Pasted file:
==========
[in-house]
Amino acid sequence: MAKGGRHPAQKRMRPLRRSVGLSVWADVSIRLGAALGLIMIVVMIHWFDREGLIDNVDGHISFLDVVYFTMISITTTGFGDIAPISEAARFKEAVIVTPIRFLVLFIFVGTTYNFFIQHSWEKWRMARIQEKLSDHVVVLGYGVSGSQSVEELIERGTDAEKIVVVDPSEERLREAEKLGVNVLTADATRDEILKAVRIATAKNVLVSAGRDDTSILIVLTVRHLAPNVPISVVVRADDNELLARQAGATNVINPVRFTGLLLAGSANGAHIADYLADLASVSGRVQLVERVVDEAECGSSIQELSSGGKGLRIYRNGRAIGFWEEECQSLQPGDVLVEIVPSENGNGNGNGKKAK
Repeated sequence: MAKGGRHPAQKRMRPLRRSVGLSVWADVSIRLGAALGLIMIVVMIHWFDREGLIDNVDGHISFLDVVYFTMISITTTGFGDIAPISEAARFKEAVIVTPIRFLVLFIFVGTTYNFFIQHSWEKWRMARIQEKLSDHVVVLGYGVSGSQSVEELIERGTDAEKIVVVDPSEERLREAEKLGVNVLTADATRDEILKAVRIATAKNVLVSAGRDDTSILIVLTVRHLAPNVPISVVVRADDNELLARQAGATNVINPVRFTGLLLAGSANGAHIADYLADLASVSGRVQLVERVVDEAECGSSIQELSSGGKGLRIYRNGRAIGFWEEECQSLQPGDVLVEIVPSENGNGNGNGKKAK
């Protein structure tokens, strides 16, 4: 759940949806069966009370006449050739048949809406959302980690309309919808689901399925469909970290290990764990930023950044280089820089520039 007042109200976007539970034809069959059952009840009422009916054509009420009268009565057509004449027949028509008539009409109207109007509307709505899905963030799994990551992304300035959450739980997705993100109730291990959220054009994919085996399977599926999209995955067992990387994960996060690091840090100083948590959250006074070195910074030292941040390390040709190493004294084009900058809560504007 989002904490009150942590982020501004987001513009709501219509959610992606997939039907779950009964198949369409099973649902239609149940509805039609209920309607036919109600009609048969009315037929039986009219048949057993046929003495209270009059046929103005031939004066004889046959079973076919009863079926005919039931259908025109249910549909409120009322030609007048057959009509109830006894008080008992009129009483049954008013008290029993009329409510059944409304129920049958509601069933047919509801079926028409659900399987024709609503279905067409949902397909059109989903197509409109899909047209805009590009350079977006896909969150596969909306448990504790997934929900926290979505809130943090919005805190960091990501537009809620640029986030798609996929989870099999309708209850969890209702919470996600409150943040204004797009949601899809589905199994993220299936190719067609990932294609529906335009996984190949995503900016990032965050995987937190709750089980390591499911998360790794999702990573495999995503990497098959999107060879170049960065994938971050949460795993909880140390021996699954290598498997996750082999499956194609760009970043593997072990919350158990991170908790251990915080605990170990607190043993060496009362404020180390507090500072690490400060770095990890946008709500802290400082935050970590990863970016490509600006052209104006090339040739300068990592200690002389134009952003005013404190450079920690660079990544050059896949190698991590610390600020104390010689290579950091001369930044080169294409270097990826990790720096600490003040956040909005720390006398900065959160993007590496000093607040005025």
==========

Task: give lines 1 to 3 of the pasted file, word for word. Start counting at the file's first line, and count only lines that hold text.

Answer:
[in-house]
Amino acid sequence: MAKGGRHPAQKRMRPLRRSVGLSVWADVSIRLGAALGLIMIVVMIHWFDREGLIDNVDGHISFLDVVYFTMISITTTGFGDIAPISEAARFKEAVIVTPIRFLVLFIFVGTTYNFFIQHSWEKWRMARIQEKLSDHVVVLGYGVSGSQSVEELIERGTDAEKIVVVDPSEERLREAEKLGVNVLTADATRDEILKAVRIATAKNVLVSAGRDDTSILIVLTVRHLAPNVPISVVVRADDNELLARQAGATNVINPVRFTGLLLAGSANGAHIADYLADLASVSGRVQLVERVVDEAECGSSIQELSSGGKGLRIYRNGRAIGFWEEECQSLQPGDVLVEIVPSENGNGNGNGKKAK
Repeated sequence: MAKGGRHPAQKRMRPLRRSVGLSVWADVSIRLGAALGLIMIVVMIHWFDREGLIDNVDGHISFLDVVYFTMISITTTGFGDIAPISEAARFKEAVIVTPIRFLVLFIFVGTTYNFFIQHSWEKWRMARIQEKLSDHVVVLGYGVSGSQSVEELIERGTDAEKIVVVDPSEERLREAEKLGVNVLTADATRDEILKAVRIATAKNVLVSAGRDDTSILIVLTVRHLAPNVPISVVVRADDNELLARQAGATNVINPVRFTGLLLAGSANGAHIADYLADLASVSGRVQLVERVVDEAECGSSIQELSSGGKGLRIYRNGRAIGFWEEECQSLQPGDVLVEIVPSENGNGNGNGKKAK